Open Classes

 |class EncryptedWriter[T: Encryptable] extends Writer[T]
 |                                              ^
 |Unless class Writer is declared 'open', its extension
 | in a separate file should be enabled
 |by adding the import clause 'import scala.language.adhocExtensions'
 |or by setting the compiler option -language:adhocExtensions.

### Motivation

When writing a class, there are three possible expectations of extensibility:

1. The class is intended to allow extensions. This means one should expect
a carefully worked out and documented extension contract for the class.

2. Extensions of the class are forbidden, for instance to make correctness or security guarantees.

3. There is no firm decision either way. The class is not _a priori_ intended for extensions, but if others find it useful to extend on an _ad-hoc_ basis, let them go ahead. However, they are on their own in this case. There is no documented extension contract, and future versions of the class might break the extensions (by rearranging internal call patterns, for instance).

The three cases are clearly distinguished by using `open` for (1), `final` for (2) and no modifier for (3).

It is good practice to avoid _ad-hoc_ extensions in a code base, since they tend to lead to fragile systems that are hard to evolve. But there
are still some situations where these extensions are useful: for instance,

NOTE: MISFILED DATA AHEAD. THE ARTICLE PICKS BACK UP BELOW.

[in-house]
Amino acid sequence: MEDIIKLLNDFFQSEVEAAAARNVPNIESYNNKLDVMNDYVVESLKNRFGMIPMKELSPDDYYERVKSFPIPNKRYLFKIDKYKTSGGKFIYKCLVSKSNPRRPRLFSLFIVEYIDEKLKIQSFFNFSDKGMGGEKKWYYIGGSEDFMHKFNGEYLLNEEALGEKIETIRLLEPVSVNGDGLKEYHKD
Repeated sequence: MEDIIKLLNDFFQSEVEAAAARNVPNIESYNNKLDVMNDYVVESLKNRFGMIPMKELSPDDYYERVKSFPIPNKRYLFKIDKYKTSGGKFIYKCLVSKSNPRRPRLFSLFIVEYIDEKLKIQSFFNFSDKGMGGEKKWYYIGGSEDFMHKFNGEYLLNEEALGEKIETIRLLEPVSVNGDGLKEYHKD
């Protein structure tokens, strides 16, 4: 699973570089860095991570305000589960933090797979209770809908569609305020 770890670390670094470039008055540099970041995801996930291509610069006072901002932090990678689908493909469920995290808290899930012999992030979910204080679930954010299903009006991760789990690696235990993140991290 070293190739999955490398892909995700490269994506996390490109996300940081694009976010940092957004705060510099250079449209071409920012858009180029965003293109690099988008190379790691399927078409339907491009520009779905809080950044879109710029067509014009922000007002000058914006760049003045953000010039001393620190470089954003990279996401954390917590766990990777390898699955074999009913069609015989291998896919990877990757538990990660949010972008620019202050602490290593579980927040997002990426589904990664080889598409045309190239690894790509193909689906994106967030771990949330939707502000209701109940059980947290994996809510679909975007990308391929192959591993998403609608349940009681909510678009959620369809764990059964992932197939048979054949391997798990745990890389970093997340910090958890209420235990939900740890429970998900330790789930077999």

to mock classes in tests, or to apply temporary patches that add features or fix bugs in library classes. That's why _ad-hoc_ extensions are permitted, but only if there is an explicit opt-in via a language feature import.

### Details

- `open` is a soft modifier. It is treated as a normal identifier
unless it is in modifier position.
- An `open` class cannot be `final` or `sealed`.
- Traits or `abstract` classes are always `open`, so `open` is redundant for them.

### Relationship with `sealed`

A class that is neither `abstract` nor `open` is similar to a `sealed` class: it can still be extended, but only in the same source file. The difference is what happens if an extension of the class is attempted in another source file. For a `sealed` class, this is an error, whereas for a simple non-open class, this is still permitted provided the `adhocExtensions` feature is enabled, and it gives a warning otherwise.

### Migration

`open` is a new modifier in Scala 3. To allow cross compilation between Scala 2.13 and Scala 3.0 without warnings, the feature warning for ad-hoc extensions is produced only under `-source future`. It will be produced by default from Scala 3.1 on.